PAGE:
I’ve been to four events recently, a business meeting, a charity event, a Christening and a funeral. In each case the tables were laden with beige. Cakes, sandwiches, pies, pizza, things wrapped in pasty and things I couldn’t identify at all (most made in factories).

The events were great. The intent was sincere. The people were wonderful and being with them was a joy. The shops are full of these things and relentless advertising and product placement has normalised eating this way. But as long as we think that eating this way is fine, we’ll continue to suffer the misery of health conditions it causes: obesity, type 2 diabetes, heart disease, cancer, high blood pressure, fatty liver etc etc.

It’s clear that the government lacks the will, the wit and the clout to stand up to the food giants and change things. It’s up to each individual to protect their own health. Ignore the junk-food shops you walk past in town. Delete the delivery apps. Take some real food when you go to a party. Staying slim and healthy has never been such hard work but you are well worth the effort.}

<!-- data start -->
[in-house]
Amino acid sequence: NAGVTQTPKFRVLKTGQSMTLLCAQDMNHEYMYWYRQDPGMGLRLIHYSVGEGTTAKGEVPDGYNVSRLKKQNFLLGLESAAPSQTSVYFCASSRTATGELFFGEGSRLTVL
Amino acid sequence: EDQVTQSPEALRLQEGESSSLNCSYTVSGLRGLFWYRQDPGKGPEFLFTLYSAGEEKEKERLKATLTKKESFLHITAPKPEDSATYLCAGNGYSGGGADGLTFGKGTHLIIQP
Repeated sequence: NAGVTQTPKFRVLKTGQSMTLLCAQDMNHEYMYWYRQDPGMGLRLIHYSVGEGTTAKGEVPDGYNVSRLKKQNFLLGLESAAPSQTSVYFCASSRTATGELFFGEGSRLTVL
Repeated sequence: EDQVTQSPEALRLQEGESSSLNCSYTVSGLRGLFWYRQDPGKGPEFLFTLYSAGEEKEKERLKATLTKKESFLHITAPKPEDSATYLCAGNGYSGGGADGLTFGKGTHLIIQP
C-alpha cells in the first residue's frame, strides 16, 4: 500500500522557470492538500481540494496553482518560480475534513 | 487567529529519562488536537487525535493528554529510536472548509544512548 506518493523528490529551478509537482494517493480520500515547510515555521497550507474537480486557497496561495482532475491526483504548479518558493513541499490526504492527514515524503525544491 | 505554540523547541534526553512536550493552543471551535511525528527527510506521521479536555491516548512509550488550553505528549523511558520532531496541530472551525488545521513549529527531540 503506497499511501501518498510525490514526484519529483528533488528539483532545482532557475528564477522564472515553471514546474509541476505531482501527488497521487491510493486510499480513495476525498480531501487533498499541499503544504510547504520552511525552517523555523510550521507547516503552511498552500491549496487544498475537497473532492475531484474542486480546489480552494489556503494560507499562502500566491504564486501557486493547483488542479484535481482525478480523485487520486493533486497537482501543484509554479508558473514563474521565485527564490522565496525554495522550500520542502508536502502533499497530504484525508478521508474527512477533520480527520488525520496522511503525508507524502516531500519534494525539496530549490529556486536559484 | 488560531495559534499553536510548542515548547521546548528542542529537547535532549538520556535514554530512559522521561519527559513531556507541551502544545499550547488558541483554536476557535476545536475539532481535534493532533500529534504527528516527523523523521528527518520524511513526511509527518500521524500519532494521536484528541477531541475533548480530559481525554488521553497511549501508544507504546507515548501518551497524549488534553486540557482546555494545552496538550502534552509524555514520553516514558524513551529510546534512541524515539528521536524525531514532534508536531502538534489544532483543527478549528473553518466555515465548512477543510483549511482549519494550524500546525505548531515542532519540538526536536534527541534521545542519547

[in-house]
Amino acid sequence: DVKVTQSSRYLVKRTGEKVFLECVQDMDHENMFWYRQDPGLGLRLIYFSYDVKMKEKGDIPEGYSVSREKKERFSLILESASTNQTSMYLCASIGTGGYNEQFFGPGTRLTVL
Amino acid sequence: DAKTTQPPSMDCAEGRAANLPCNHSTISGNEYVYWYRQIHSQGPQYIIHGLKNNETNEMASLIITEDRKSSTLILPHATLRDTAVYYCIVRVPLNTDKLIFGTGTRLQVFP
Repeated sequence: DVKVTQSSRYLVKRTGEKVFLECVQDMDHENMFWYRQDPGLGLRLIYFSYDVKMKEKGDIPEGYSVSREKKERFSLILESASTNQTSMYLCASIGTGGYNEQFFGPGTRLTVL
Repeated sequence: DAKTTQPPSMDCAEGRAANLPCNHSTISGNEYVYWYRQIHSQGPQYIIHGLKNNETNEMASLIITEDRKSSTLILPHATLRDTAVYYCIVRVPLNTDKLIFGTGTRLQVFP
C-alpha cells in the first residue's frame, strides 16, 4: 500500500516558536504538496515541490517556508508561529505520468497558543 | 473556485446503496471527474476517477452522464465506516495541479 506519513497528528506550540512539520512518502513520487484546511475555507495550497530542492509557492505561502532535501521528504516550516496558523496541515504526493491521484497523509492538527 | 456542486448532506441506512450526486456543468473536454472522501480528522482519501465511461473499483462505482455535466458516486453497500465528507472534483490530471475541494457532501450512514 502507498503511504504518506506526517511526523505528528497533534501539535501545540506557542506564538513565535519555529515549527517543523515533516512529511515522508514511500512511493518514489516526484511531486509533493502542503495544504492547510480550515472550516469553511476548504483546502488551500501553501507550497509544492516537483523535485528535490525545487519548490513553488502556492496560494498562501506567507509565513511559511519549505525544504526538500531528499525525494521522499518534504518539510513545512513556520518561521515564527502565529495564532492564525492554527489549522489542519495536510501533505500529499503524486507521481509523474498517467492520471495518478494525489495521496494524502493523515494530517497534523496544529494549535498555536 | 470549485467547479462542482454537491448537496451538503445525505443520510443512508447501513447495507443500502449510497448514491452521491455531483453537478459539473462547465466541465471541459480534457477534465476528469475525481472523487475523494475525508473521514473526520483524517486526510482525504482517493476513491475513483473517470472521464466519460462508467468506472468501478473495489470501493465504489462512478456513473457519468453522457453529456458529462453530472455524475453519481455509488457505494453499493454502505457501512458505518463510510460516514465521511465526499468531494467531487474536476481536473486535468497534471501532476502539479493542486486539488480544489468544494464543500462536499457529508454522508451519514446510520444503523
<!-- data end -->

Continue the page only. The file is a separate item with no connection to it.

Top tip: Don’t let them make you fat!

Quote of the Month – Flawed Nutrition

It typically takes a lot longer for truth to become public knowledge than the finely orchestrated propaganda we are all exposed to on a daily basis, but eventually, truth tends to rise to the surface.

Dr Mercola

Butter is good

We’ve been scared off natural fats for decades based on a really shoddy study from America that made the food industry rich. Many better studies have shown that natural fats are good.

Seed oils are bad


The now ubiquitous seed oils on the other hand are very, very bad.


About 80% of what we see as doctors is in some way related to our collective modern lifestyles

Dr Rangan Chatterjee

This month Michael Moseley has exposed some of this on Channel 4’s Who Made Britain Fat?

Nearly 80% of the people hospitalised by the virus in America in 2020 were overweight or obese and it was a similarly significant risk factor here.